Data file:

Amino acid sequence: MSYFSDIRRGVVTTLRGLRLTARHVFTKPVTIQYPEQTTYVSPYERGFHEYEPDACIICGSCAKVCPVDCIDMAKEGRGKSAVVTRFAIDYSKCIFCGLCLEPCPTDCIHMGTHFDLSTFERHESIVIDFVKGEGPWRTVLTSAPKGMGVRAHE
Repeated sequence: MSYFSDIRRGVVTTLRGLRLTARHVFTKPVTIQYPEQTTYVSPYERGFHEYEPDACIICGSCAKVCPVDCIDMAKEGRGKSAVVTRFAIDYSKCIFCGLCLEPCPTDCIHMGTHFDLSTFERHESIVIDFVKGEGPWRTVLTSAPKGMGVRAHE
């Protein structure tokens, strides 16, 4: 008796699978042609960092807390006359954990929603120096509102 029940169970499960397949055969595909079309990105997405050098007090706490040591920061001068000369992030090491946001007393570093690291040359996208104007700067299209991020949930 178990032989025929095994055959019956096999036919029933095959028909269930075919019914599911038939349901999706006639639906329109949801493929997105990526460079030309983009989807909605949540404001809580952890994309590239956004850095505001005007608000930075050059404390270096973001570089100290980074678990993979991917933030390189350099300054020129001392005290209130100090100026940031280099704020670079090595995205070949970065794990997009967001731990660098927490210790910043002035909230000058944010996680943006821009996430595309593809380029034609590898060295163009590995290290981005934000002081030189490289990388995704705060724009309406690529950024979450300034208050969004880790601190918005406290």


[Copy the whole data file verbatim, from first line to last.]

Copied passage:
Amino acid sequence: MSYFSDIRRGVVTTLRGLRLTARHVFTKPVTIQYPEQTTYVSPYERGFHEYEPDACIICGSCAKVCPVDCIDMAKEGRGKSAVVTRFAIDYSKCIFCGLCLEPCPTDCIHMGTHFDLSTFERHESIVIDFVKGEGPWRTVLTSAPKGMGVRAHE
Repeated sequence: MSYFSDIRRGVVTTLRGLRLTARHVFTKPVTIQYPEQTTYVSPYERGFHEYEPDACIICGSCAKVCPVDCIDMAKEGRGKSAVVTRFAIDYSKCIFCGLCLEPCPTDCIHMGTHFDLSTFERHESIVIDFVKGEGPWRTVLTSAPKGMGVRAHE
């Protein structure tokens, strides 16, 4: 008796699978042609960092807390006359954990929603120096509102 029940169970499960397949055969595909079309990105997405050098007090706490040591920061001068000369992030090491946001007393570093690291040359996208104007700067299209991020949930 178990032989025929095994055959019956096999036919029933095959028909269930075919019914599911038939349901999706006639639906329109949801493929997105990526460079030309983009989807909605949540404001809580952890994309590239956004850095505001005007608000930075050059404390270096973001570089100290980074678990993979991917933030390189350099300054020129001392005290209130100090100026940031280099704020670079090595995205070949970065794990997009967001731990660098927490210790910043002035909230000058944010996680943006821009996430595309593809380029034609590898060295163009590995290290981005934000002081030189490289990388995704705060724009309406690529950024979450300034208050969004880790601190918005406290």